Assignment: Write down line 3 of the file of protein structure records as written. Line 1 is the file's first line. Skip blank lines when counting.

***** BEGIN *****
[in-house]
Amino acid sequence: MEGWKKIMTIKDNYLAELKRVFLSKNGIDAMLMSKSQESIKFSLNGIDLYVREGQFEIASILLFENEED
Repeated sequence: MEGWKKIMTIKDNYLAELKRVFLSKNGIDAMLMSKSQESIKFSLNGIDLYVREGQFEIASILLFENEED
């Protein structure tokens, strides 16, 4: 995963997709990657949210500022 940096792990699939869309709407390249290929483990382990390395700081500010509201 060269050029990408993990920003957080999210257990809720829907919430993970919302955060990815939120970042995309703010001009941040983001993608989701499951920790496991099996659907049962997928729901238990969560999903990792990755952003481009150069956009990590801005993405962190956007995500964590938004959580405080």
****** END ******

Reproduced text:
Repeated sequence: MEGWKKIMTIKDNYLAELKRVFLSKNGIDAMLMSKSQESIKFSLNGIDLYVREGQFEIASILLFENEED